In the first of a series of interviews with prominent figures on Colombian business culture, Olly West talks to Andrew Wright, CEO of UK Colombia Trade, about what first-timers should expect from a business meeting here
Young British banker Andrew Wright was petrified, running an hour late for his first business meeting in Colombia thanks to a dallying colleague. Upon arrival, though, the meeting proceeded as if nothing had happened, with no excuses from one side and no resentment from the other.
No surprises there, you’d think, given Colombia’s reputation for malleable, at best, timekeeping. But, in the world of business at least, times are a-changin’.
That first tardy meeting was in 2000. Yet last week Wright had a packed agenda of meetings from Monday to Friday in Carta- gena and every single one started on time.
“Things are changing and Colombia is reaching international standards now,” says Wright. “The quality of professional people here is very high.”
In fact, when a British company visits Colombia they are likely to find potential clients making a particular effort to be punctual, so as to respect the mythical hora inglesa (English time).
“It always generates a bit of mirth on the occasions that I, as the Englishman, am the one who turns up late,” Wright says.
As the head of an organisation focused on introducing British companies to Colombia, a large part of Wright’s job is managing
expectations about how business is done. Beyond the stereotypes regarding punctuality, there are more nuanced considerations foreigners approaching the Colombian market should bear in mind. Companies emailing to request meetings a month in advance are unlikely to receive a satisfactory reply, while not giving enough warning does not work either.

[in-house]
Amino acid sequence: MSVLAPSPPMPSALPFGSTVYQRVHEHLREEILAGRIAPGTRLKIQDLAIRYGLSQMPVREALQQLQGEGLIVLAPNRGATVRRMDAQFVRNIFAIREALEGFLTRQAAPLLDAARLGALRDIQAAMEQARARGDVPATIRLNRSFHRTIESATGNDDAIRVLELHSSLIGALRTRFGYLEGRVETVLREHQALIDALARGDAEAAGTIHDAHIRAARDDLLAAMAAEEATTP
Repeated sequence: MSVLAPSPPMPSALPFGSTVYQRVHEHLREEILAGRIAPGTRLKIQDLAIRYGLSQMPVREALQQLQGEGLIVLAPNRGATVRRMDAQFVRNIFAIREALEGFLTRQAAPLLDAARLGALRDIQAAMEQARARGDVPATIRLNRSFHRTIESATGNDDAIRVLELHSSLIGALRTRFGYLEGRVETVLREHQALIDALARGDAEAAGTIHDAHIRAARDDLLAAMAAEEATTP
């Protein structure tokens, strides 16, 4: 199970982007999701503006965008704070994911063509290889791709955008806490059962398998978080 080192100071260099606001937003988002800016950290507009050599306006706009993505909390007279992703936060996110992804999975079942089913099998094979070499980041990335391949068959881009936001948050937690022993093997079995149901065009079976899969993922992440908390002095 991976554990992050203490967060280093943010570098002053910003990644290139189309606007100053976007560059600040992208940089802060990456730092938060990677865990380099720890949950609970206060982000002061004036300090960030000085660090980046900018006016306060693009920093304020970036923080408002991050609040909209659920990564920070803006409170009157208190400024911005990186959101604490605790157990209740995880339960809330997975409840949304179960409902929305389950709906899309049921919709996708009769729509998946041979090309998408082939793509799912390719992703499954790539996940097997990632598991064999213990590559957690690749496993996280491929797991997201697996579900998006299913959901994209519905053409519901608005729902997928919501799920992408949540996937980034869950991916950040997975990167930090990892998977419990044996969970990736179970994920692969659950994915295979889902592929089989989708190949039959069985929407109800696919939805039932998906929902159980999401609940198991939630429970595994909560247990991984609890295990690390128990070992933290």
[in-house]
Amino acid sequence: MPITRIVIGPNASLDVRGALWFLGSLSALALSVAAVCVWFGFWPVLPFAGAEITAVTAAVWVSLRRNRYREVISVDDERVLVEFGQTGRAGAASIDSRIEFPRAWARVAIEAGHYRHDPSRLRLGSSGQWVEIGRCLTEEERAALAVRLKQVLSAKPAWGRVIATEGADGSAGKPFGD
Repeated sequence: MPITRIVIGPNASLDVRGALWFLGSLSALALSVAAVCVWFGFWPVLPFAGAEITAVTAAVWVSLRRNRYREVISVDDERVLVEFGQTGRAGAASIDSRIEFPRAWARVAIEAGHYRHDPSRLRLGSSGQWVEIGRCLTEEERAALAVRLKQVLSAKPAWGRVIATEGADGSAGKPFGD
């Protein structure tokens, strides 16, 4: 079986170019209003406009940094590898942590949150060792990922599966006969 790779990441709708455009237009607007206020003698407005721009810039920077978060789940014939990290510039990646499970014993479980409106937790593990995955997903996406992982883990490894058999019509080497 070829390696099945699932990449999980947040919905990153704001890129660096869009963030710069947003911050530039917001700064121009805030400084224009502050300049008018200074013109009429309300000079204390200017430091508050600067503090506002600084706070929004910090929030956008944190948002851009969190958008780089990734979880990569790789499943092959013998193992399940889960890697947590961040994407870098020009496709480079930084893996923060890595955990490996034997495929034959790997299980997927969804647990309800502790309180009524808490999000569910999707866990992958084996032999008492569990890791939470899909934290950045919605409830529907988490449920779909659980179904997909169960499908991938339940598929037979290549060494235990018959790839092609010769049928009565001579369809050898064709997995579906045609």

Between 10 days and two weeks is the optimal time, says Wright. It may seem a trite detail, but it’s advisable to get the basics right as doing business in Colombia can be a time-consuming process. Patience is a must.
When you first meet a Colombian business contact, probably 20 minutes will pass before you start talking business. There are about 10 different ways of saying ‘how are you?’
“Most companies come and expect to sign a deal on their first visit, but that virtually never happens,” says Wright. “You have to be prepared to invest 12-18 months and come back every three months to maintain those relationships or it will be very difficult to get things done.”
One reason for this, he says, is that Colombian businessmen are much more likely to work with you if they trust you on a personal level.
“In the UK and many parts of the world it’s ‘hi, how are you, let’s crack on with business,’” says Wright. “Here people want to talk and get to know you. When you first meet a Colombian business contact, probably 20 minutes will pass before you start talking business. There are about 10 different ways of saying ‘how are you?’”
So, what should stiff upper-lipped Brits unaccustomed to talking about personal topics at work prepare to discuss?
“Here people love talking about their cities,” says Wright. “Also,if you have kids then that’s always a popular topic of conversation.”
UK national Andrew Wright has worked and lived in Colombia and Ecuador for more than 10 years, mainly in senior management roles at British bank Lloyds TSB. He was then regional manager for Hansard International, covering the Andean Region. In August 2013 he became the CEO of UK Colombia Trade, a partnership between the British Chambers of Commerce, UKTI and the FCO to drive the growth of British exports to Colombia.
Entrepreneur in Colombia? Take our survey…
The Bogota Post is conducting a survey of entrepreneurs – local and foreign – in Colombia to get a better idea about the challenges and opportunities the entrepreneurial sector faces.If you have a business here, we want to hear from you!
Visit us on https://www.surveymonkey.com/s/P582BSH to take the survey and we’ll write up the results in the next edition. Ever more people are betting on Colombia as the place for their start-up or business.
Is it best to go it alone, or should you look for a Colombian partner? What makes Colombia a suitable market? What does the government do to help entrepreneurs? Can you really expect to get rich here?
The preliminary results so far show that nearly half of those who started a business here were eyeing the unique market opportunity, while others say they did it out of a love for the country. Some 40 percent of those foreigners to have responded opted to go into business with a local.
Challenges range from managing staff to seemingly simple tasks such as opening a bank account. Find out more in our next edition!
By Olly West